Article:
A U.S. pipeline safety agency engineer testified Tuesday that the agency's website offers specific instructions about what utilities should do to inspect pipes following pressure surges, something prosecutors say the utility failed to mind so as to maximize profits.
The federal Pipeline and Hazardous Materials Safety Administration website offers guidance on overpressurization events on gas pipelines, said Steve Nanney, who left private industry to become a regulator.
Nanney told the jury who will decide the 13-count case against the utility for pipeline safety and obstruction charges that a section of the Frequently Asked Questions part of the web page was clear: Any pressure increase above specified historic levels triggered inspections for damage such a surge might inflict.
"Everyone can see the answer to that?" federal prosecutor Jeff Schenk asked Nanney on the stand.
"Yes," Nanney replied.
Prosecutors contend the company ignored pressure overages, preferring to inspect its lines with a method capable of finding only rust, not cracking or other damage that could be caused when pressure surged above normal levels. The company deliberately took the wrong path, violating pipeline safety laws, they say.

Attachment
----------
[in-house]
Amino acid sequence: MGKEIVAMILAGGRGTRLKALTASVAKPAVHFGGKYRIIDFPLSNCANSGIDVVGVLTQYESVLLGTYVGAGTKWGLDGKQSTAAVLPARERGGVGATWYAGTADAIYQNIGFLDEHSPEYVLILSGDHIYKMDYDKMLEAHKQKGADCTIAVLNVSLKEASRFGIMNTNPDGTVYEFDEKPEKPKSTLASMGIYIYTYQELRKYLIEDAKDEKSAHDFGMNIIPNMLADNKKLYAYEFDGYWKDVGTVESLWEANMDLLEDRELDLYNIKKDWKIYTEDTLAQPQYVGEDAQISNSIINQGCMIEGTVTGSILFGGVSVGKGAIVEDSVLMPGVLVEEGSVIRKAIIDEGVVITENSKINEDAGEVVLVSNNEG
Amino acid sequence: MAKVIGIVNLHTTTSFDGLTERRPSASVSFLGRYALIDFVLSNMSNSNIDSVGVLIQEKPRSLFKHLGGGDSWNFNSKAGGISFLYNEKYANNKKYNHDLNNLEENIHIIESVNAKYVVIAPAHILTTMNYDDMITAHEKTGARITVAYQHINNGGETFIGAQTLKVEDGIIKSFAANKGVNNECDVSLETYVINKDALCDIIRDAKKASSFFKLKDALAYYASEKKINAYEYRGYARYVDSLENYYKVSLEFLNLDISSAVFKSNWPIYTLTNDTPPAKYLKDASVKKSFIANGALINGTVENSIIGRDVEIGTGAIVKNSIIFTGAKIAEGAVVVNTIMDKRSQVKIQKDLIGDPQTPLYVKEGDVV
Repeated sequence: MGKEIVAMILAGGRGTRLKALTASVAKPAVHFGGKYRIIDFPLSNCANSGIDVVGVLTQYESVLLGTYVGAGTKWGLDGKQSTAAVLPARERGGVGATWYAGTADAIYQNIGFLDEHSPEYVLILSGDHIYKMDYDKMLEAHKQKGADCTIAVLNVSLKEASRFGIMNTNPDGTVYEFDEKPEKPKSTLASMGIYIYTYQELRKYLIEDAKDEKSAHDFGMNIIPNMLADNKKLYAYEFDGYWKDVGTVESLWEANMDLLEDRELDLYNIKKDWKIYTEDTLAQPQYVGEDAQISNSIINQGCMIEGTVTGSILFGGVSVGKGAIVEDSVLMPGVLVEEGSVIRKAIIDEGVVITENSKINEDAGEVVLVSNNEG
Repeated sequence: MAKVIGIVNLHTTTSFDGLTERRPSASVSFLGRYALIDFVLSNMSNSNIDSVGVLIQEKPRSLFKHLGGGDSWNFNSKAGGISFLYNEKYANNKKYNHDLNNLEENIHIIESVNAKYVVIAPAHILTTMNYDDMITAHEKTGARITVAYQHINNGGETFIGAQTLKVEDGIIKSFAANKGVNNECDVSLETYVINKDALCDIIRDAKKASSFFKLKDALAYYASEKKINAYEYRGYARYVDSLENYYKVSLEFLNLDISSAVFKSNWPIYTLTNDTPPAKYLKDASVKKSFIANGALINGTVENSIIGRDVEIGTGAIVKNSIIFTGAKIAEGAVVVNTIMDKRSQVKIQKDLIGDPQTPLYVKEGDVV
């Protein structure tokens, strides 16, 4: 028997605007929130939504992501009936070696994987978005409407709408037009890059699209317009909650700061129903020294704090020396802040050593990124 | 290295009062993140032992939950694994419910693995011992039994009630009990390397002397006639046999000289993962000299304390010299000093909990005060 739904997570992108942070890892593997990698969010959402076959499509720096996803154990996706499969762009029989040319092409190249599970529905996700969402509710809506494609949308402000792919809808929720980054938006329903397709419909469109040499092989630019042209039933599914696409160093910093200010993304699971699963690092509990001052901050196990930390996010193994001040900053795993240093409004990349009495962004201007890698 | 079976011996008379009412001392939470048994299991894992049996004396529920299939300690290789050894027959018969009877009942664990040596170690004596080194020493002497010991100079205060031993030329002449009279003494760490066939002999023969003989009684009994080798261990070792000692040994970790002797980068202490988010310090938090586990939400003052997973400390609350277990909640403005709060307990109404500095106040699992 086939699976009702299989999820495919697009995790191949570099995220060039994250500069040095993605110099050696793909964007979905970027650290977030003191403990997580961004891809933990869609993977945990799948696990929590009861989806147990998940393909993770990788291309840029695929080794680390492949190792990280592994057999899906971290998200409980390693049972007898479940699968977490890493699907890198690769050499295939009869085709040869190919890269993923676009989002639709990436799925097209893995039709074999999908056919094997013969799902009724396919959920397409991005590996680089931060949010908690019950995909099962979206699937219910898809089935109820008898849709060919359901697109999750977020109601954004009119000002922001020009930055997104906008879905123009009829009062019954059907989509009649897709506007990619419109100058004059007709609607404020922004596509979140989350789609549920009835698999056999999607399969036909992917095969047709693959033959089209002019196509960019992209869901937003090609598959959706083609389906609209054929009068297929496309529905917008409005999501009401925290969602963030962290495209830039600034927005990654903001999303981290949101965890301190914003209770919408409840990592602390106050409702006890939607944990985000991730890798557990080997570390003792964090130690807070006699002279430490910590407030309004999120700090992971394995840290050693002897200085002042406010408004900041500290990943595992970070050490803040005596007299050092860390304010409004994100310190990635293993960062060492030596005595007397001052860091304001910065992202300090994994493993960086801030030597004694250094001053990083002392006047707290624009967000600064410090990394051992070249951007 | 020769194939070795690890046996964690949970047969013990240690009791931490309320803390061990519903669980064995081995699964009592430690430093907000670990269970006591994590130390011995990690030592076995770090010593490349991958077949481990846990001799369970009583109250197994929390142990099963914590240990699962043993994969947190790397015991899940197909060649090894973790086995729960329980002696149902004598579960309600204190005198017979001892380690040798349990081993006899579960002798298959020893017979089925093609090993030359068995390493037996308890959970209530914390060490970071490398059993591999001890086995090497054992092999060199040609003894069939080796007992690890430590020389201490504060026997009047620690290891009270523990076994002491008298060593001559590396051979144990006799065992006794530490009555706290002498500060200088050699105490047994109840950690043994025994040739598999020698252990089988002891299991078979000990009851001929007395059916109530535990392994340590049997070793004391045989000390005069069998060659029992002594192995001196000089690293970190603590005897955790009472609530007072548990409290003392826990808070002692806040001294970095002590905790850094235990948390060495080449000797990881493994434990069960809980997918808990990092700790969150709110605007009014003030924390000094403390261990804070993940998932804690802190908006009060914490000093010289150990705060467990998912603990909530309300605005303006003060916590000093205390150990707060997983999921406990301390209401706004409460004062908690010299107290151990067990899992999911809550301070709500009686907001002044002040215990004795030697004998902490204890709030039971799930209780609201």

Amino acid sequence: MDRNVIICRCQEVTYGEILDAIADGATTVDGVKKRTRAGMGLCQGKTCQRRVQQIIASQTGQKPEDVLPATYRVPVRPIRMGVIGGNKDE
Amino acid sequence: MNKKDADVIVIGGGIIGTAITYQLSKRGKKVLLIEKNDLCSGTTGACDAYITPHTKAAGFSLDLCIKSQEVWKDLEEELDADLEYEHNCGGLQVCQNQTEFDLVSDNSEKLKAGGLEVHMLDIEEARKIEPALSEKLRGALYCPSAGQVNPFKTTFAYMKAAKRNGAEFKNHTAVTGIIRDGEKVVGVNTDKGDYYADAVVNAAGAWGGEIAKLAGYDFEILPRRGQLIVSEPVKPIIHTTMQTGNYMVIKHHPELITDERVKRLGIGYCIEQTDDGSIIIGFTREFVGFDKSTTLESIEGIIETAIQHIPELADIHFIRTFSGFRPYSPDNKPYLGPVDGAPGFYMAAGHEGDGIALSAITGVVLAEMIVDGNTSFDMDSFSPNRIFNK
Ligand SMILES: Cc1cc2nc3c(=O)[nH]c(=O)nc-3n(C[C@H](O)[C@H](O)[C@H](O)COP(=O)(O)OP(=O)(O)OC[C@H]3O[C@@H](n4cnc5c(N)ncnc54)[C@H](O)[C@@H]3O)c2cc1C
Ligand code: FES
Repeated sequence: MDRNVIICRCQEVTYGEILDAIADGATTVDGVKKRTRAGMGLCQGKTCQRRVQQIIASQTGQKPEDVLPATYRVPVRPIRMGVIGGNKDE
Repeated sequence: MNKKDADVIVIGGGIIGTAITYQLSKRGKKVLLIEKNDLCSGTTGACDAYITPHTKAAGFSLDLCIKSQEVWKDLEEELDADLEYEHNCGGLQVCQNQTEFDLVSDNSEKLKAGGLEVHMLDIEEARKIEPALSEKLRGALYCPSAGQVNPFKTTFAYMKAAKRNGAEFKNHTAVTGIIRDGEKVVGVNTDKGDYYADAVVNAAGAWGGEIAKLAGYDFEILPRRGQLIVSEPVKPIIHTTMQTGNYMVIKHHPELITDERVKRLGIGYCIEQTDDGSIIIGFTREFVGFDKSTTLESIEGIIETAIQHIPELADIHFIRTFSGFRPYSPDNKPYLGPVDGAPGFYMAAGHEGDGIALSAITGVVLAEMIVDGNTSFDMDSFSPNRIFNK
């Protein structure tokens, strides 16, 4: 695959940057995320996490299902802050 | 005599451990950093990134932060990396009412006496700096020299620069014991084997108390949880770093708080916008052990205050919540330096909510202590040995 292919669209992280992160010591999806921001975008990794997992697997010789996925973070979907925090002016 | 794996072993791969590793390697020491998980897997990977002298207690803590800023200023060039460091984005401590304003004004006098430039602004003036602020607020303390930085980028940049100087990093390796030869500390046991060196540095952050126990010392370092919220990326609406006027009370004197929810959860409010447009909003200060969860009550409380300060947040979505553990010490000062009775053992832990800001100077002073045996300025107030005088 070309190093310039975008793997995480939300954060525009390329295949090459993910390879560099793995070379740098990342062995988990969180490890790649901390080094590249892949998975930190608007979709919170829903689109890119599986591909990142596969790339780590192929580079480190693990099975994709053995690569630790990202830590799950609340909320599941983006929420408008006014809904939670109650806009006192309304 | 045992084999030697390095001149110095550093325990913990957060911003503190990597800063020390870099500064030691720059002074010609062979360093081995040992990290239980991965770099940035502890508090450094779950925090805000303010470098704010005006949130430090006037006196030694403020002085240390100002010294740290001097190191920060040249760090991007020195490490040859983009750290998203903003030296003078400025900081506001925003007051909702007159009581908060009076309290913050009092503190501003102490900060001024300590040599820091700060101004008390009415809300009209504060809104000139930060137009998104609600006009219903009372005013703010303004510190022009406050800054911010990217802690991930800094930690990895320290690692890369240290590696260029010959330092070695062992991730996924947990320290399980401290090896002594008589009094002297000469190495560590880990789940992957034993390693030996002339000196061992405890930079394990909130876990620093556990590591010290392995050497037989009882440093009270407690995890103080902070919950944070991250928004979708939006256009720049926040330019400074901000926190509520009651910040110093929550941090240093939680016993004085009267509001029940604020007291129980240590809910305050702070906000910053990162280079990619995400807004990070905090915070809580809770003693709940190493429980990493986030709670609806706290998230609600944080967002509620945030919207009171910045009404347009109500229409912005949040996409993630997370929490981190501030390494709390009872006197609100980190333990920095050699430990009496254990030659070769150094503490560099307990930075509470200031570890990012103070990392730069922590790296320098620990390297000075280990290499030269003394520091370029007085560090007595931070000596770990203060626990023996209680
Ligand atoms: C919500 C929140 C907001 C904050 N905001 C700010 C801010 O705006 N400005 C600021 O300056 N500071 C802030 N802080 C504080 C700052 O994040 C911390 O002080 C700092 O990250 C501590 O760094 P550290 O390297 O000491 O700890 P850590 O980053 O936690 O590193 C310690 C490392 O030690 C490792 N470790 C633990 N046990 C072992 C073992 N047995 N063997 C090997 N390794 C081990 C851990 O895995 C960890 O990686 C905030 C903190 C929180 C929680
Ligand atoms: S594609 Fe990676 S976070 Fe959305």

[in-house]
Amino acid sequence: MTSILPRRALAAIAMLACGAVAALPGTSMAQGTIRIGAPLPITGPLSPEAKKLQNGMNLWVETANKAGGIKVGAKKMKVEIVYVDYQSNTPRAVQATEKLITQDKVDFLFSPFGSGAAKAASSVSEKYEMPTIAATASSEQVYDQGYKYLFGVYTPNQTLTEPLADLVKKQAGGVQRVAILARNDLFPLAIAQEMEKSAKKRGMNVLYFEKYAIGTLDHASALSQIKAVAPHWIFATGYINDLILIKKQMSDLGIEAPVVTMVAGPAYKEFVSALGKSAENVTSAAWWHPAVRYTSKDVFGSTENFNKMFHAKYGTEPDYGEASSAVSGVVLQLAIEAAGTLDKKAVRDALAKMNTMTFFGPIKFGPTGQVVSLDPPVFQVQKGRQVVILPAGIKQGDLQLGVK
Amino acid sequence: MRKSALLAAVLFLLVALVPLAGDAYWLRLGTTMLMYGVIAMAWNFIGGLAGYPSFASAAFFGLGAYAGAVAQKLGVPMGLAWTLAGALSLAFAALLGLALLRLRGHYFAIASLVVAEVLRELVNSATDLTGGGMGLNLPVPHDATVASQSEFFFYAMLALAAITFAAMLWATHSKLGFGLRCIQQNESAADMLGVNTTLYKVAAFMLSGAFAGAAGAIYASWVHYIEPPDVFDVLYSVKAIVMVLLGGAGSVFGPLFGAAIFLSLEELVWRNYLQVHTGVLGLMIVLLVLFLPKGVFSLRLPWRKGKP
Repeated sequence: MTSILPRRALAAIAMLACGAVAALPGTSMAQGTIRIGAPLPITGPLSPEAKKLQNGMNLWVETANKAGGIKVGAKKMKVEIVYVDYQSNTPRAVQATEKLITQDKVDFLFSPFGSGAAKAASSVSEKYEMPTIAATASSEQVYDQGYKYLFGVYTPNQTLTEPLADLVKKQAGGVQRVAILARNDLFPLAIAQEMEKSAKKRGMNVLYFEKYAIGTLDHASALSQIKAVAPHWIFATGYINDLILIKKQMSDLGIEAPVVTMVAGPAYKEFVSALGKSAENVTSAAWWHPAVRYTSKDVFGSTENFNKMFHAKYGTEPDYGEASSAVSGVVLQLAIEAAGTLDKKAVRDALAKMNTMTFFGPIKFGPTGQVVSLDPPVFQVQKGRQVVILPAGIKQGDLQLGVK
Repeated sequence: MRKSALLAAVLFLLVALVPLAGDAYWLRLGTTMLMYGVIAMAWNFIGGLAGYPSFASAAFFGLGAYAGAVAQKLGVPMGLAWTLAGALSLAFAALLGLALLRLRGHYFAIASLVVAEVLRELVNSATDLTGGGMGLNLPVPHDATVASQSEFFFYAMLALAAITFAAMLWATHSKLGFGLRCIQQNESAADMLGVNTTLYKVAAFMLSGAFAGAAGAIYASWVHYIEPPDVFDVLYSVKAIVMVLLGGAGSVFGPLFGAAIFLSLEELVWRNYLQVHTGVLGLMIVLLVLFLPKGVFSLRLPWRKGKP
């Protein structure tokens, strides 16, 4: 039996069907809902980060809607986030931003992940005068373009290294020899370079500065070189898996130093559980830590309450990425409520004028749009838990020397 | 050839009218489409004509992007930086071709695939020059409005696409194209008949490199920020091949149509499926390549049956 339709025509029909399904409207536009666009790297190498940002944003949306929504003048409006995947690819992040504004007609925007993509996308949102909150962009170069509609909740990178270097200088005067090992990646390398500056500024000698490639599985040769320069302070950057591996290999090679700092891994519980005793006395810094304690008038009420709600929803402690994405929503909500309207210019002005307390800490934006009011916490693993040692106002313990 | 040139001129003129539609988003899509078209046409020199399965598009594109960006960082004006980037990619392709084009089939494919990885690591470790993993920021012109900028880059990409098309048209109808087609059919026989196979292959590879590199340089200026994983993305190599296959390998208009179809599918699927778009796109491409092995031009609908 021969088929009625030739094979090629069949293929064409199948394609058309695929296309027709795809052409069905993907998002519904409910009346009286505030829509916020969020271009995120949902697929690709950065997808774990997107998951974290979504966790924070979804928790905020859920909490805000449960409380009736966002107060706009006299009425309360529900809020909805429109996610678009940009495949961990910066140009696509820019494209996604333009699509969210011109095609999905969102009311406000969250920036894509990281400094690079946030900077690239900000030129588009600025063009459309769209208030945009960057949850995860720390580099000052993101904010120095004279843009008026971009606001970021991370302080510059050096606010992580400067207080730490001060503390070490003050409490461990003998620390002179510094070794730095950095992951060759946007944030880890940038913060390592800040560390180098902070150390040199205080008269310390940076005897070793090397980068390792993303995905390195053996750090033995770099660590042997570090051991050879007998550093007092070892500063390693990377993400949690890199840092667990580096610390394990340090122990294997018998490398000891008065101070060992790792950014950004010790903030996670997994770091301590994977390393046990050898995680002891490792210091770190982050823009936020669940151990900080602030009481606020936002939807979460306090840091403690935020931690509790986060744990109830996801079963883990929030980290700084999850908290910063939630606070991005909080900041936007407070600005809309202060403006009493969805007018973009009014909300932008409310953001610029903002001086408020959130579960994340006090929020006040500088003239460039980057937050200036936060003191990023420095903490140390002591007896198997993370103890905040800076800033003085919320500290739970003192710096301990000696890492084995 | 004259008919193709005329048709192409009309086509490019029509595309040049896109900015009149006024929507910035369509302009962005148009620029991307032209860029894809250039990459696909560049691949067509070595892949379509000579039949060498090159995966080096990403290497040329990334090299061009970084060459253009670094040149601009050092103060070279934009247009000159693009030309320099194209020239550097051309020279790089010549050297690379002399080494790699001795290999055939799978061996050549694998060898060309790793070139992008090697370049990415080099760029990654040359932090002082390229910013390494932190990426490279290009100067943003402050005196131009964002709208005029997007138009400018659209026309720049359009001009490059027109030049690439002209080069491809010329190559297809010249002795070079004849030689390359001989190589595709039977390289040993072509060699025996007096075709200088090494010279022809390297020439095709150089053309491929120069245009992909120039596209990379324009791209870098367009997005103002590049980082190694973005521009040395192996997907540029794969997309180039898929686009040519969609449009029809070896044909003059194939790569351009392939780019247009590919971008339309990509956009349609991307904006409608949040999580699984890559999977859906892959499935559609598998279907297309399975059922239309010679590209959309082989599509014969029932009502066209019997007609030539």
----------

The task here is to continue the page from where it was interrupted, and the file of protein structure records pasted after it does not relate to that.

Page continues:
Defense attorney Steve Bauer pointed out that the regulatory scheme allowed engineers to use their judgment on other matters, something Nanney agreed on. He then asked Nanney if the instructions in the Frequently Asked Questions advice amounted to "your agencies viewpoint on the law?"
"Correct," Nanney replied.
Before Nanney took the stand, Judge Thelton Henderson issued instructions to the jury he said were intended to correct the law. PG&E's lawyer said the company had to destroy records to violate the law, but Henderson told the panel that statement was not true.
Testimony continues Wednesday.